If this week has proved anything it’s Bastiat’s famous dictum: Government is the great fiction through which everybody endeavors to live at the expense of everybody else.
When asked by U.S. News and World Report what he thought about bailing out consumers deep in all sorts of debt, Ron Paul, channeling Bastiat, answered, “If they’ve spent more money than they’ve had and can’t pay their bills, they have to either quit spending and work hard to pay off the debt, or, if [necessary], file for bankruptcy. But they shouldn’t ask other people, who may be poor themselves and just barely making it [for help.] If you ask taxpayers to do it, someone else gets stuck with the bill. Someone else always has to pay the price. This idea that there are no victims, that’s a fallacy.”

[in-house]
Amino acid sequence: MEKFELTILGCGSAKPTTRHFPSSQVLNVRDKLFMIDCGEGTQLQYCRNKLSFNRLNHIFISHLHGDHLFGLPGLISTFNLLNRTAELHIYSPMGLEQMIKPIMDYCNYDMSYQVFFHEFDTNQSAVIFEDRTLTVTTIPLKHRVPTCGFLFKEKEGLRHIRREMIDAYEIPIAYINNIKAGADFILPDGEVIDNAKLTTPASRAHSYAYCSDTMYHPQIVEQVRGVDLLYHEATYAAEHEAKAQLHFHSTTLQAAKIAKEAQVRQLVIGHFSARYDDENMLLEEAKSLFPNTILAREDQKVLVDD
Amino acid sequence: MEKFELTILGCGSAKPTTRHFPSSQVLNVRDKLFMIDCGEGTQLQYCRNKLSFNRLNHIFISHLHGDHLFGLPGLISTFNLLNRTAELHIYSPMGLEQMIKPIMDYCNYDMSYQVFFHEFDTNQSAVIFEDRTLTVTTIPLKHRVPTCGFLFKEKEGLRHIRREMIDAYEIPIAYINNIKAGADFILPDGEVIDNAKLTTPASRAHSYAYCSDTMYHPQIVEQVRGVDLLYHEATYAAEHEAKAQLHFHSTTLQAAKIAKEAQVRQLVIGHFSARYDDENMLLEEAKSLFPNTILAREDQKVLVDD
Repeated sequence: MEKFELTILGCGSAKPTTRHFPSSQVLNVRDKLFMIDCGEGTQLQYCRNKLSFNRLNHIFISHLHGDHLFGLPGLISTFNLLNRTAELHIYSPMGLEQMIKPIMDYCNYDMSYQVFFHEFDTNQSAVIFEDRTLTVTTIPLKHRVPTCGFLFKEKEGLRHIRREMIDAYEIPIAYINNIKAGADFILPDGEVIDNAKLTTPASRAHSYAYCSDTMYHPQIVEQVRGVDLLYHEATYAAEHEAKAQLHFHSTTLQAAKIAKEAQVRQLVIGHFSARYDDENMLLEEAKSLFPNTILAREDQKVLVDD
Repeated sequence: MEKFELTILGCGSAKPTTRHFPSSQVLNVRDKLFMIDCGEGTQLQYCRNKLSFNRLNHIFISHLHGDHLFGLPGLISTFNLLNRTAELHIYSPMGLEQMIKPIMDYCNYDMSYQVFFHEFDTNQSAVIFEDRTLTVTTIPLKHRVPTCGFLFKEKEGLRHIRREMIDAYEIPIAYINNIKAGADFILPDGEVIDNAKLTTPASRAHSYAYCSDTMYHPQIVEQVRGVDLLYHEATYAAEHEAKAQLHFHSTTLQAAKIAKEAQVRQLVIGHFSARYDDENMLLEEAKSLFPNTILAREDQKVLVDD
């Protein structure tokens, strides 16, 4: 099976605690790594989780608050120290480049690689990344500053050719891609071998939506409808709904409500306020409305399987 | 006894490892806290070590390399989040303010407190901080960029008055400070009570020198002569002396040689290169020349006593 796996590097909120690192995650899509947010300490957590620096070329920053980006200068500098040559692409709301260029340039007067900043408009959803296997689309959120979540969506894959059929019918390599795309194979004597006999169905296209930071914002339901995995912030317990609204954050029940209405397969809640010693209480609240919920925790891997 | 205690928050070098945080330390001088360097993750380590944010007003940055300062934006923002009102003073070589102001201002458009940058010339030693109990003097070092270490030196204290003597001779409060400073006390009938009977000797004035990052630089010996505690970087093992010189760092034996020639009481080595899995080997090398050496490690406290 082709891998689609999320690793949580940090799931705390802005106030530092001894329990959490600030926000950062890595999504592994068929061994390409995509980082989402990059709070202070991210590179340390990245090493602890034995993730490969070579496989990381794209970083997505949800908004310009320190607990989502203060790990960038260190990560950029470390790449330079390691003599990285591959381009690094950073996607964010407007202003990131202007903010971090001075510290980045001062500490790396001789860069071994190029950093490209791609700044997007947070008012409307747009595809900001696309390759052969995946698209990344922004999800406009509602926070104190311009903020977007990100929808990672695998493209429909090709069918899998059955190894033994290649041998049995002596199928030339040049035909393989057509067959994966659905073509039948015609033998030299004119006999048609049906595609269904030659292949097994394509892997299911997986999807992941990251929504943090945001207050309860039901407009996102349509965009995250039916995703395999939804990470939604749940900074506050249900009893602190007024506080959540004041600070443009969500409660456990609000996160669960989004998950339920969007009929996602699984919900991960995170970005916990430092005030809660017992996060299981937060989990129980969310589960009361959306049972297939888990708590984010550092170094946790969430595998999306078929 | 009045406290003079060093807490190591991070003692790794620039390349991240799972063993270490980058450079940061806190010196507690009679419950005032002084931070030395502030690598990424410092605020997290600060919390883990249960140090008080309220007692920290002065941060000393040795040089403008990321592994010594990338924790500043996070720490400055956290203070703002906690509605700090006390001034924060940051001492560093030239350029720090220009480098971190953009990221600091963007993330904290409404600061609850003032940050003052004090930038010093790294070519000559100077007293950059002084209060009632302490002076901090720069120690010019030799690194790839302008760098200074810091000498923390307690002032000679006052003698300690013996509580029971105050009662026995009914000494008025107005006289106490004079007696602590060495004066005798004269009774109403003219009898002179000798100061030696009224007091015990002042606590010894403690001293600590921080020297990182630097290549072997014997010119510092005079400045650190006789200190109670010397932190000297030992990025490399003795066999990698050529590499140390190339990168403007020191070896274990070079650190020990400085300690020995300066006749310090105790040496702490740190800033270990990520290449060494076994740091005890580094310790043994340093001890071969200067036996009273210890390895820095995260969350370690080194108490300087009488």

This may as well be the lesson of political economy…someone always has to pay the price. How are we going to finance these bailouts? Either massive inflation, taxation, or borrowing. Though this might temporarily stave off recession, it will also stave off the correction. Markets need to correct themselves.
With Bastiat’s aphorism in mind, it shouldn’t be too hard to understand why 61 Nobel Laureates recently endorsed Obama after he promised to double NIH funding.
On the free market people choose for themselves what they feel comfortable spending. The hallmark of the planned economy is that someone other than the individual decides how he spends his money. But if economists have taught us anything, it’s that the fiction of socialism is untenable and leads to ruin, poverty, and war.